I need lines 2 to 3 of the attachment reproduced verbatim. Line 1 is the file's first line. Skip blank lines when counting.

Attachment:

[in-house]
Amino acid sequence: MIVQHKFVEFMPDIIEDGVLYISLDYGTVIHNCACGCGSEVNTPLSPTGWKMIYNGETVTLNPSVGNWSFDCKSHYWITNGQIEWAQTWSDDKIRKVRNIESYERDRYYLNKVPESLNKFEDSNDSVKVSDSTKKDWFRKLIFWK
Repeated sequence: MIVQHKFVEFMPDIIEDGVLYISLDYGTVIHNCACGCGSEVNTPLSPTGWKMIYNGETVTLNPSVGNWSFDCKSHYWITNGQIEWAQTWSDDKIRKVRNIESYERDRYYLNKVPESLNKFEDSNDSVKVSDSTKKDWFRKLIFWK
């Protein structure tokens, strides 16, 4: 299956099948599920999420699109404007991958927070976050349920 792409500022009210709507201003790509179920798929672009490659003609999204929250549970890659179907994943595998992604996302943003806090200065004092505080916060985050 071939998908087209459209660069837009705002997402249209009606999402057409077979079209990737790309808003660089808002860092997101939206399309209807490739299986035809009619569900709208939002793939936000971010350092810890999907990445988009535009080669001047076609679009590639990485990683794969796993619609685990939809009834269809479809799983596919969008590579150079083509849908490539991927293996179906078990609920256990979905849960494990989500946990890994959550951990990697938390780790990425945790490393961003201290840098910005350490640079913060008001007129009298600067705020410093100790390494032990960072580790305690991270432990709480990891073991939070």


Amino acid sequence: MIVQHKFVEFMPDIIEDGVLYISLDYGTVIHNCACGCGSEVNTPLSPTGWKMIYNGETVTLNPSVGNWSFDCKSHYWITNGQIEWAQTWSDDKIRKVRNIESYERDRYYLNKVPESLNKFEDSNDSVKVSDSTKKDWFRKLIFWK
Repeated sequence: MIVQHKFVEFMPDIIEDGVLYISLDYGTVIHNCACGCGSEVNTPLSPTGWKMIYNGETVTLNPSVGNWSFDCKSHYWITNGQIEWAQTWSDDKIRKVRNIESYERDRYYLNKVPESLNKFEDSNDSVKVSDSTKKDWFRKLIFWK